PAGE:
24, 23, 22 at Chronic Insanity Online
Perspective is a fickle thing. Just when one has a handle on a situation, understanding can shift and new viewpoints can emerge… especially when one’s experience is backwards.
This is the central idea behind Chronic Insanity’s new gig-theatre production, 24, 23, 22. Told through a dual-cast format (two videos playing simultaneously on two separate devices), the show alternates between telling the stories of Fran and Brendan: hers is about a regular day in a nightmare job and is in chronological order; his is about a horrendous event and is in reverse-chronological order. She moves forwards in time, he moves backwards, and both revolve around a core central mystery – it’s The Last Five Years meets Memento.
To make matters even more high-concept, audiences have their choice of performer: each role can be played by two different actors, with viewers able to select who performs the story for them each time – they can mix and match. In this regard, each repeat viewing can offer a new brand new perspective of the story… which may be necessary. Indeed, working out what’s actually happening is really half the battle. The actors’ monologues are so disparate at first, audiences can be forgiven for being confused. Is Brendan dead? Why’s Fran catching a bus? How do they know each other? What’s this all building up to? As each story progresses (and regresses), questions arise and fall and mysteries are slowly unravelled (although not totally).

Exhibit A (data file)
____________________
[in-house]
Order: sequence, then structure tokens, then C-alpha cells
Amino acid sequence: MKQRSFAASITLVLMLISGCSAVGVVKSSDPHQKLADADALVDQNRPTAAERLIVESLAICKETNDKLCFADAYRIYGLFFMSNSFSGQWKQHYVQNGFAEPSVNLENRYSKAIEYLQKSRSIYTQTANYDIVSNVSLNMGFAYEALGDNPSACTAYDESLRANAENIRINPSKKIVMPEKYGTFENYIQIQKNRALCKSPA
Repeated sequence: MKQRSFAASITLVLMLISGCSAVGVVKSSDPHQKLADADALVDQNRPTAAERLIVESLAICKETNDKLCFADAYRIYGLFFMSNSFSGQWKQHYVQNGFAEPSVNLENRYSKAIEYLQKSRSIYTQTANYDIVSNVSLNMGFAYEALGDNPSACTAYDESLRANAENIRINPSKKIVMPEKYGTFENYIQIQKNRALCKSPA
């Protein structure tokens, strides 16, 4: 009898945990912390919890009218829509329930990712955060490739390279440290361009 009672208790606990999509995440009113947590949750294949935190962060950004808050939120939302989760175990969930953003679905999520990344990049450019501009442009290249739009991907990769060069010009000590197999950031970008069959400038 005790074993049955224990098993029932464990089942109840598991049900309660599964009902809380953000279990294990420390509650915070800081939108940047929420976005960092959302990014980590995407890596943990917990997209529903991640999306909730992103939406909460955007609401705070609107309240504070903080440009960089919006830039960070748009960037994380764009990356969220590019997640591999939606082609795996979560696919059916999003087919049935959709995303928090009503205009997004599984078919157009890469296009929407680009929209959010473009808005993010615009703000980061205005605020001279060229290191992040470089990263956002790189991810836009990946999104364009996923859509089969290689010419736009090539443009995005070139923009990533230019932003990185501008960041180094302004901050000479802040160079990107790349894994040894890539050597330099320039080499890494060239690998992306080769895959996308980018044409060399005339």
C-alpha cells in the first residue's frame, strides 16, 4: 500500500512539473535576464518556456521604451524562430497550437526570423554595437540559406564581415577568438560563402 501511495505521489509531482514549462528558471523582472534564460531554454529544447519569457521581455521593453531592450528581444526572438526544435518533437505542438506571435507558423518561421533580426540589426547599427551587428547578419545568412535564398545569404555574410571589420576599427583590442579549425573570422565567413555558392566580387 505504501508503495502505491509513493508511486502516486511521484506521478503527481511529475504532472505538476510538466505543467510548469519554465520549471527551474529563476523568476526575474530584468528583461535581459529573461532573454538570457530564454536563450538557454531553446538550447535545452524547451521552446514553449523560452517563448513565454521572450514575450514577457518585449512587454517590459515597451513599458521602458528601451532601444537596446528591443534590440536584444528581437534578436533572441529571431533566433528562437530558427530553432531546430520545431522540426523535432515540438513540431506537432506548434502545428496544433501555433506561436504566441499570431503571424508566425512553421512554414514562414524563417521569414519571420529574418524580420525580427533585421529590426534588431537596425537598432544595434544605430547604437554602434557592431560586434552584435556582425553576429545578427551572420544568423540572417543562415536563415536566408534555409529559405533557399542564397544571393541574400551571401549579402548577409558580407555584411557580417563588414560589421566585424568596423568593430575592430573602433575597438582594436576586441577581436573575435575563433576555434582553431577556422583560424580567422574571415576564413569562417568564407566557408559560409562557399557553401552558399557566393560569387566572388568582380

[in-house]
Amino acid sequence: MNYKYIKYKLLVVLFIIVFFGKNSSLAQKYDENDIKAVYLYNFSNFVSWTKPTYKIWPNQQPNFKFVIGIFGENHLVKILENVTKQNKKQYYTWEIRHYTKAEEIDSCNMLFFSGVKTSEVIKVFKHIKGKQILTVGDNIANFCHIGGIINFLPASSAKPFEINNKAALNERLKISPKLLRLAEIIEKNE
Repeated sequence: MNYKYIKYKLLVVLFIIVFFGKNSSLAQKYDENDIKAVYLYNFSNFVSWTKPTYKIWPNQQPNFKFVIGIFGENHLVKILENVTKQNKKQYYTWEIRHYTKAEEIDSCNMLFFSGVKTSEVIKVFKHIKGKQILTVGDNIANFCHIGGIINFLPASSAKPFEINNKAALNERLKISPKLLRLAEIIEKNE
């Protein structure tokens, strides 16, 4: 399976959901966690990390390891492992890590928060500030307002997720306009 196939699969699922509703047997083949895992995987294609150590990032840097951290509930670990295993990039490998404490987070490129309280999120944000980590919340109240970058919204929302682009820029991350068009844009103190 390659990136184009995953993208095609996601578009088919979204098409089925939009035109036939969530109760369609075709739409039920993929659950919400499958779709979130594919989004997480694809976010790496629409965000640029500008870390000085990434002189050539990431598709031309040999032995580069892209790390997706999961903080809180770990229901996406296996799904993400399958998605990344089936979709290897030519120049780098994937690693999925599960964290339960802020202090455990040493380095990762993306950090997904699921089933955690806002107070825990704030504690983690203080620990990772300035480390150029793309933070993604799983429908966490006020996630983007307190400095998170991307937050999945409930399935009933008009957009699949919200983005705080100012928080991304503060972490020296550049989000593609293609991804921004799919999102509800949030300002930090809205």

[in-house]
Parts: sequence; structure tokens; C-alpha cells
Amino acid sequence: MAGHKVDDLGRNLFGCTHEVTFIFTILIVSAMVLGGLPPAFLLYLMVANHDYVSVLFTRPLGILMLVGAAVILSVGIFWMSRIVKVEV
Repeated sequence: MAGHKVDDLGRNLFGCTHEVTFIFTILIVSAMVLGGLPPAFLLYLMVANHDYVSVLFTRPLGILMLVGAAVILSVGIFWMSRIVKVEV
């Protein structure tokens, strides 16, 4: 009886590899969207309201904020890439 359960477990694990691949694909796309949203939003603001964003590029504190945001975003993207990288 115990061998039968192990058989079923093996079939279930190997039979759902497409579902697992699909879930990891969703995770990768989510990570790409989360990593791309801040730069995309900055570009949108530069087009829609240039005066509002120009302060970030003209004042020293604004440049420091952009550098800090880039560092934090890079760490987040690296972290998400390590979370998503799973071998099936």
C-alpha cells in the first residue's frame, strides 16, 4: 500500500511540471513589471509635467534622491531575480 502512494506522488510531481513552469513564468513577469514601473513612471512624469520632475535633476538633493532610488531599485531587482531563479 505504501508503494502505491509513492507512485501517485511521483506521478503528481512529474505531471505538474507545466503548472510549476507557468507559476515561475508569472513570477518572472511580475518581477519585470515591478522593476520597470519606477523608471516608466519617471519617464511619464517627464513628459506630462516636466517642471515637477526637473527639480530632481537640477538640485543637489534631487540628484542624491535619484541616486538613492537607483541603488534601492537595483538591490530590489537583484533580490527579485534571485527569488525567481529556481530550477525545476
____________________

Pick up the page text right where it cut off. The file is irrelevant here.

Amid this confusion, the central theme of subverting perspective is expertly handled. Just as the action shifts from screen to screen, so do the characters oscillate between victims and villains. Even at the end, their true morality remains shrouded in mystery. It’s a thoughtful and inventive approach to this well-trod trope, finding fireworks where others have fizzled. Although the pay-off does feel slightly beleaguered (sometimes the monologues border on being too ostentatious), it is definitely worth the wait.
It must be said, though, the actors’ performances don’t fully gel in this inventive format. Perhaps it’s a tonal issue – Joe Matty (Brendan) delivers his monologue like a slam-poem, rhythmically belting out the lyrical lines, whereas Ruth Page (Fran) is more grounded, serving up slice-of-life drama that eschews flashy theatrics. Equally, the sound-syncing aspect of the show is a little off-putting: the immersion is routinely lost as the actors occasionally mangle their timings and de-sync themselves from the pre-recorded tracks.
However, these problems are teething issues in an otherwise spectacular show. Writer Douglas Dean has found a fresh way to access this saturated genre, emerging with an end product that won’t leave audiences disappointed.
24, 23, 22 is available to stream from 26th February 2021. For further information or to book visit the theatre’s website here.